fault tolerant stream processing with spark streaming

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Fault Tolerant Stream Processing with Spark Streaming

After a look at how Spark Streaming works, and discussing good production practices for Spark Stream processing, this blog talks about making your Spark streaming implementation fault-tolerant and highly available.

Fault tolerance

If you plan to use Spark Streaming in a production environment, it’s essential that your system be fault tolerant. Fault tolerance is the capability to operate even after a failure and the possibility to recover from it. For a system to recover from failure you need redundant components that can replace faulty counterparts. The state of the system needs to be maintained — no data or state can be lost. A spark streaming system is primarily composed of 3 main components – master, slave and a receiver.

Spark and Spark Streaming with the RDD concept at the core are inherently designed to recover from worker failures. RDDs (Resilient Distributed Datasets), as the name suggests can regain their state by re-computation of lost blocks in case of failure. DStreams utilize the capability of underlying RDD’s to recover from failures.

To recover from failures, you need to ensure that all components are fault tolerant. Spark Streaming system is composed of a master and a Worker. Master executes the driver program and the Worker executes the Receiver and Executors. Driver program is responsible for running the job, interacting with the user(job submitter), collecting the output to submit it to the user.

Mesos helps in making the master fault tolerant by maintaining backup masters. Executors are relaunched if they fail. Post failure, executors are relaunched automatically and spark streaming production does parallel recovery by re-computing RDD’s on input data. Moreover the data received by the receiver is replicated on another Spark Slave. But for the system to be fault tolerant external components need to support the fault tolerance. Receivers run as long running tasks by the worker, and are restarted by the worker when they fail. You can implement receivers using Custom Akka actors, with a supervisor for them to auto heal in case they fail.

This is a simple Akka based custom receiver.

class SampleActorReceiver[T: ClassTag](urlOfPublisher: String)
extends Actor with ActorHelper {
lazy private val remotePublisher = context.actorSelection(urlOfPublisher)
 def receive: PartialFunction[Any, Unit] = {
 case msg => store(msg.asInstanceOf[T])
}}

To add a supervisor, add the below code inside your Actor class. The below code limits the no of retries to bring up the system to 10 within one minute and also depicts the various directives in practice.

override val supervisorStrategy =
OneForOneStrategy(maxNrOfRetries = 10, withinTimeRange = 1 minute) {
case _: ArithmeticException      => Resume
case _: NullPointerException     => Restart
case _: IllegalArgumentException => Stop
case _: Exception                => Escalate
}

Spark Streaming also provides Write Ahead logs for fault tolerance, all the received data is written to write ahead logs before it can be processed by a spark streaming. In case of failure, the data can be replayed from the logs to avoid any data loss. WAL can lead to getting the same data processed twice while recovering from failure, hence the use of Kafka Direct receiver is more preferable.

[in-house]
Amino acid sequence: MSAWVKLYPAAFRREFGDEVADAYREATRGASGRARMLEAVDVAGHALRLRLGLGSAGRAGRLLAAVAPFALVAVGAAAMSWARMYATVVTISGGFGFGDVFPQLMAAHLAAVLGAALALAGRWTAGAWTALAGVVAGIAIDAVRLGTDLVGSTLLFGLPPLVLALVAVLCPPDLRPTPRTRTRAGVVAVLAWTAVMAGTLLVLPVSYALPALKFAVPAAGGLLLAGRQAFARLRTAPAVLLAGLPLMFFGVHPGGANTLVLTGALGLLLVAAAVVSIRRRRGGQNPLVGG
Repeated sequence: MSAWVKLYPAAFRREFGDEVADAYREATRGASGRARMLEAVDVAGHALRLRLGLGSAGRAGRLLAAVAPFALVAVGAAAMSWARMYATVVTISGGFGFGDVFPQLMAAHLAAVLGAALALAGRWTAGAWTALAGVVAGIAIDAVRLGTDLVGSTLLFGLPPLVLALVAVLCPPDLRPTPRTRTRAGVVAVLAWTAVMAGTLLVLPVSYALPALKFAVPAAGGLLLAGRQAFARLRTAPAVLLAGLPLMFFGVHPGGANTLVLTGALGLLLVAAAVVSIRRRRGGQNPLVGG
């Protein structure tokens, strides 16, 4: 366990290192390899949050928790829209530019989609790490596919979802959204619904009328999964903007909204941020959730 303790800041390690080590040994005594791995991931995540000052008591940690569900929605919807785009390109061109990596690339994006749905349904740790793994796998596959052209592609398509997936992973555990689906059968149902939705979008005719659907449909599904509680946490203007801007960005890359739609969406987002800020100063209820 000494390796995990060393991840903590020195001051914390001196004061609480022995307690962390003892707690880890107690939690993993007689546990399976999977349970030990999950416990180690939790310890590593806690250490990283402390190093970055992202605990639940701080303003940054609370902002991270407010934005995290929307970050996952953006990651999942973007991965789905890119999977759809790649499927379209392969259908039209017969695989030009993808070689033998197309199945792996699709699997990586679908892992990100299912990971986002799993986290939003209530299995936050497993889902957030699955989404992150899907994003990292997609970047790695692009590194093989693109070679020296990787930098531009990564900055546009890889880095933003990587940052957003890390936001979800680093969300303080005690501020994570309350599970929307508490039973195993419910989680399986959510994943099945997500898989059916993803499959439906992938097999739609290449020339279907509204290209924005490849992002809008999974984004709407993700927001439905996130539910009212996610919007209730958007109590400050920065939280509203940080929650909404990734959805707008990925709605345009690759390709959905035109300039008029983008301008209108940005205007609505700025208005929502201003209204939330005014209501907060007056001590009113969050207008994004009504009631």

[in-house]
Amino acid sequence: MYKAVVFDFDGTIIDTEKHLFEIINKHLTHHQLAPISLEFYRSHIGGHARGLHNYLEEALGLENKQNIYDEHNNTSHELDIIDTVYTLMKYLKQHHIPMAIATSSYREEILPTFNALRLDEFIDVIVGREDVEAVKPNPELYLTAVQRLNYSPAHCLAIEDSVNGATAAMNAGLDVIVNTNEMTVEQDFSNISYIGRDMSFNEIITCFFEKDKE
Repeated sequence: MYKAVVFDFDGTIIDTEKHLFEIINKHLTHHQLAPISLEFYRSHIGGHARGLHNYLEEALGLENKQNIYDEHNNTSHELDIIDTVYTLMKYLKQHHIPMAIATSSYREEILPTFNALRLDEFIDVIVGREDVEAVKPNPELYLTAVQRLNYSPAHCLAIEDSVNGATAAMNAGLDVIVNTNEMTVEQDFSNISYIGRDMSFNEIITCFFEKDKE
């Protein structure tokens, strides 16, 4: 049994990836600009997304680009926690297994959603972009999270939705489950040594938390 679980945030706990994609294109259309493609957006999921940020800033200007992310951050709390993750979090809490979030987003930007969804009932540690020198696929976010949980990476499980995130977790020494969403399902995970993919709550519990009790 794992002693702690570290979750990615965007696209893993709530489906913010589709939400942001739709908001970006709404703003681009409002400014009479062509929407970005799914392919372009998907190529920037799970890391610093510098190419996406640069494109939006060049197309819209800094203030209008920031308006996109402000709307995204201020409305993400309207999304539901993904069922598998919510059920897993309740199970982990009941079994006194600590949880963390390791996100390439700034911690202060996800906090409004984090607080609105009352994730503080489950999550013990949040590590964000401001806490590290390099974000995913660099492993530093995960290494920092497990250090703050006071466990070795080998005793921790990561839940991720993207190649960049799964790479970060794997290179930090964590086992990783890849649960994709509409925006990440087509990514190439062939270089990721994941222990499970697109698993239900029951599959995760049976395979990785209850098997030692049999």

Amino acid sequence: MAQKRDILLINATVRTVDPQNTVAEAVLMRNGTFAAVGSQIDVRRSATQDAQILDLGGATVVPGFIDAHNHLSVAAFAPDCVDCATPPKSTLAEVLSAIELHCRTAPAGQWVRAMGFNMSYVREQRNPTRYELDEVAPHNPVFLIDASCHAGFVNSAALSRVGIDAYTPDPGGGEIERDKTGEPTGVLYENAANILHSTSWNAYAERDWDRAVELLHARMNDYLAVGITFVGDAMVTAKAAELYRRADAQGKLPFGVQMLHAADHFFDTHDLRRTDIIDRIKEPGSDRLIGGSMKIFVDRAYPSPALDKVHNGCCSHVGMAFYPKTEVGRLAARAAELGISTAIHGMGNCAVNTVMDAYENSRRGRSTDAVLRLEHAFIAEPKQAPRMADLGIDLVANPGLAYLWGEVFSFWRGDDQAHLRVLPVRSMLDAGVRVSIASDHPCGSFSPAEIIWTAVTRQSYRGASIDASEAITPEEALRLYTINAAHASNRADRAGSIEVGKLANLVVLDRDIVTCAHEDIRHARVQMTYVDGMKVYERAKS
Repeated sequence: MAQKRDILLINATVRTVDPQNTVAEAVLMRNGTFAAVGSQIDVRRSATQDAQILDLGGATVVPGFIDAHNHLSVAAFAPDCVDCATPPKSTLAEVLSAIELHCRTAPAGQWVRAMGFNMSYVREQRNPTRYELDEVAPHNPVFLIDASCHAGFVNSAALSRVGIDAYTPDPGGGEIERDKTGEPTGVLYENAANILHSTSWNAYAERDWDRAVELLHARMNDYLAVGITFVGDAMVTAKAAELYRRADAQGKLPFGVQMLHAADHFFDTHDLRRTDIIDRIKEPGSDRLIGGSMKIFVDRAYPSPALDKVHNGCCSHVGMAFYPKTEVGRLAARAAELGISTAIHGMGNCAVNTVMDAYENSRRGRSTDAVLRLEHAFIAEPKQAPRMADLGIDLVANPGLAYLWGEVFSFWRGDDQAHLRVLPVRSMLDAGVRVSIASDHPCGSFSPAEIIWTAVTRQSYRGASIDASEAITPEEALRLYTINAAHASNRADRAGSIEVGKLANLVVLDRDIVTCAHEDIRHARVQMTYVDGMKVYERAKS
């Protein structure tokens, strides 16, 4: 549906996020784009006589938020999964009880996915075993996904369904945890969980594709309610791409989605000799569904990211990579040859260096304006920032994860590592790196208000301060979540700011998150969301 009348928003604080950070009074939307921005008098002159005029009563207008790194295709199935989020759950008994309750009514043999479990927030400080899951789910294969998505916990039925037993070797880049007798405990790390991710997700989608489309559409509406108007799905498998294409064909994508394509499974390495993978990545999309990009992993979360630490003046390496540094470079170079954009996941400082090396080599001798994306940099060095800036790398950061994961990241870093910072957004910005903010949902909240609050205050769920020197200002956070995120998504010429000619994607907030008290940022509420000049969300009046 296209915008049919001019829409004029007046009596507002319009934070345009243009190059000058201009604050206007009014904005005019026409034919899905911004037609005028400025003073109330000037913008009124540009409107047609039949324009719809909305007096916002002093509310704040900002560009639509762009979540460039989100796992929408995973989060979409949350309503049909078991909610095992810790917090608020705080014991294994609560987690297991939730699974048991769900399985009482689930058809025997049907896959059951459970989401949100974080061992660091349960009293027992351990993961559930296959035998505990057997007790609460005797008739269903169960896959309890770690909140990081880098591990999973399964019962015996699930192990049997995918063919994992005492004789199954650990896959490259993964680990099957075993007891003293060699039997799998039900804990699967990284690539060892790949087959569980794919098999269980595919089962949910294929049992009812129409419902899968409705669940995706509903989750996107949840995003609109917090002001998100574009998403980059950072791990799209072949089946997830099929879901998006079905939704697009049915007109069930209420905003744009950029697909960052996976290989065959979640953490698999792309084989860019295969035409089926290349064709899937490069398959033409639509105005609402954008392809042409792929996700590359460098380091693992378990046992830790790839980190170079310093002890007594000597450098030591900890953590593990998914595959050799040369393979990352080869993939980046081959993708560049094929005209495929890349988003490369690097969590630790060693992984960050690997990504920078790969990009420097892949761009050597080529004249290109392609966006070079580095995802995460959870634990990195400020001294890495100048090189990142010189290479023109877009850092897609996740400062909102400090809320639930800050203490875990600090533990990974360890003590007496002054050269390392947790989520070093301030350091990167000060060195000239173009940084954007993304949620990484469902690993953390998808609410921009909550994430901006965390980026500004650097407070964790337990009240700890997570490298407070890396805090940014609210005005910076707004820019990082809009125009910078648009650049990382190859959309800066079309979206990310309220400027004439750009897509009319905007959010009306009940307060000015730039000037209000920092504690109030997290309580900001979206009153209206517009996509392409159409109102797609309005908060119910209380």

High Availability

A system is said to be highly available if it has tolerable downtime, the time duration would depend on how critical the application is. It is impossible for a machine to have zero downtime. Say from past data we know that a machine has an uptime of 97.7%. We can say that it has a probability of 0.023 of going down, similarly if we have 2 redundant systems the probability of both of them going down at the same time is 0.023*0.023. In most High availability environments we have 3 machines in use, in that case the probability of going down is (0.023*0.023*0.023). After doing the maths it comes out to be 0.000012167, this implies that the system guarantees an uptime of 99.9987833%. 97.7 might not be acceptable but 99.9987 is an acceptable uptime guarantee.

With Spark Streaming we use Mesos, for understanding purposes, it can be assumed to be a distributed operating system. It manages the CPU, memory and other resources for applications like Spark, Hadoop, Kafka or ElasticSearch. With the advent to Distributed computing, Mesos has hit the hot rod. There was a need for a cluster manager that would take care of all the day to day tasks of a cluster. And with more and more applications going the distributed way, Mesos has emerged at the right time for data stream processing.

When Mesos is used with Spark it takes over the job of the Spark Master, it decides what tasks are to be allocated to which slave. Mesos has to make the Driver highly available as it manages backup masters with the help of zookeeper. When the leading master goes down, zookeeper selects a new leader and the execution is continued on the new leading master.

Elected masters feed the metadata from the leading master all the time, when the leading master goes down the new leading master can start from the point where the previous leading master left.

About the Author

Arush was a technical team member at Sigmoid. He was involved in multiple projects including building data pipelines and real time processing frameworks.